Matt Colby was never the biggest or the strongest guy in his youth. In fact, he was the victim of cruel bullying back from some of his peers. His worst years started at age 9 when a kid named Justin Meyers started attending his school. Justin was his monster.
“What’s going on dick weed?” Justin would often say to Matt before slamming him into the lockers, often followed by a spit to the face. “Tell your mom she sucks in bed” He would say as he walked away, laughing.
The bullying got worse as the school year went on. When out in the school yard, Justin often hit Matt with basketballs and footballs in the back of the head when he was walking by. When Matt was having a snack, Justin take his food from him, chewing open mouthed in his face. When Justin was with other people, he would insult and humiliate Matt to get the other children to laugh.
“Just ignore him” Matt’s mother would say. “ He is new to the school and just trying to seek approval. He will stop bothering you if you don’t pay attention to him.” Continue reading
The man in the long coat shuddered and his left arm fell off. The breeze was toying with his long black hair, pulling it off his head and whirling it away. His other arm detached and hit the ground with a dull thud.
“The hole in the wall,” he said. His teeth were drooling out of his mouth, and falling away. His nose slid off and his eyeballs rolled out and splatted to the ground. “Hole in the wall,” his bloody mouth said and then his legs crumpled and what was left of his body thumped to the ground.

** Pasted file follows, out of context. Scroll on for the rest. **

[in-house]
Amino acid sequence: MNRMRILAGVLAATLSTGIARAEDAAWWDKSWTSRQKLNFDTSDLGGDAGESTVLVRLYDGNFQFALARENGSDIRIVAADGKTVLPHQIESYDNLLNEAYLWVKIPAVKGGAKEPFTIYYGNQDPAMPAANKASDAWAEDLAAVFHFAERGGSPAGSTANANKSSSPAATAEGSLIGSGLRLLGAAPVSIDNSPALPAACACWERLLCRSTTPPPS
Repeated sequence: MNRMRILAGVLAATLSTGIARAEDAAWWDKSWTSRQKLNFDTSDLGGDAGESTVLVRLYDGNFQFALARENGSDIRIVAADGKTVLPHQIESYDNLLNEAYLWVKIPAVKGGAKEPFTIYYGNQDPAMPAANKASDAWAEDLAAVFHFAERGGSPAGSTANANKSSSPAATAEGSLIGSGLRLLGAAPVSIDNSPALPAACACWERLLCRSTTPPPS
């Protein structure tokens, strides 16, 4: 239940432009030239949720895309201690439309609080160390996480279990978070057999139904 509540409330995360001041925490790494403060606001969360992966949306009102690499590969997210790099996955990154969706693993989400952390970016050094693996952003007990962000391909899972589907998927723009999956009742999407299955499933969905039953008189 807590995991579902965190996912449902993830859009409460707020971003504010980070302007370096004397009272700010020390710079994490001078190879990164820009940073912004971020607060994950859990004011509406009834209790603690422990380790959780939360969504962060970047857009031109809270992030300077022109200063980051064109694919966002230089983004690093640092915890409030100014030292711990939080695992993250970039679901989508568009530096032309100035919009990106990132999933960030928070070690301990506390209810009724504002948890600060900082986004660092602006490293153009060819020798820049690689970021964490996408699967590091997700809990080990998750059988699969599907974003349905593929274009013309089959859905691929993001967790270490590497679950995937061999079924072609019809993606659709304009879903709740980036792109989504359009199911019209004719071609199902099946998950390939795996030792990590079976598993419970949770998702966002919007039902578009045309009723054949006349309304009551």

His clothing seemed to unravel and the flesh began to slide off of the torso, leaving shiny white bones. The blood and flesh withered and vanished as the bones settled and then began to crumble. In just a few moments, all trace of him was gone.
Carol was rooted to the ground. At first she’d been afraid, then horrified, and now disbelieving. She took a few tentative steps towards the spot where the body had vanished. When ferns started sprouting before her eyes, she backed away, her thin legs shaking. She stumbled and had to grab on to a nearby wall to remain standing. Somehow she managed to find her way back to the bank. She tried telling Jocelyn, a fellow teller and her friend, but Jocelyn just laughed and accused Carol of drinking on her lunch.
The rest of the day played out like a parody of normal life. Customers came and went; the clock charted the extremely slow voyage of the afternoon. The people lined up to do their banking didn’t seem real. Carol felt they were robots, or paid actors. When it was finally time to go home she stood at the bus stop and shivered even though the breeze was warm. The same breeze that had torn away the man’s black hair. Continue reading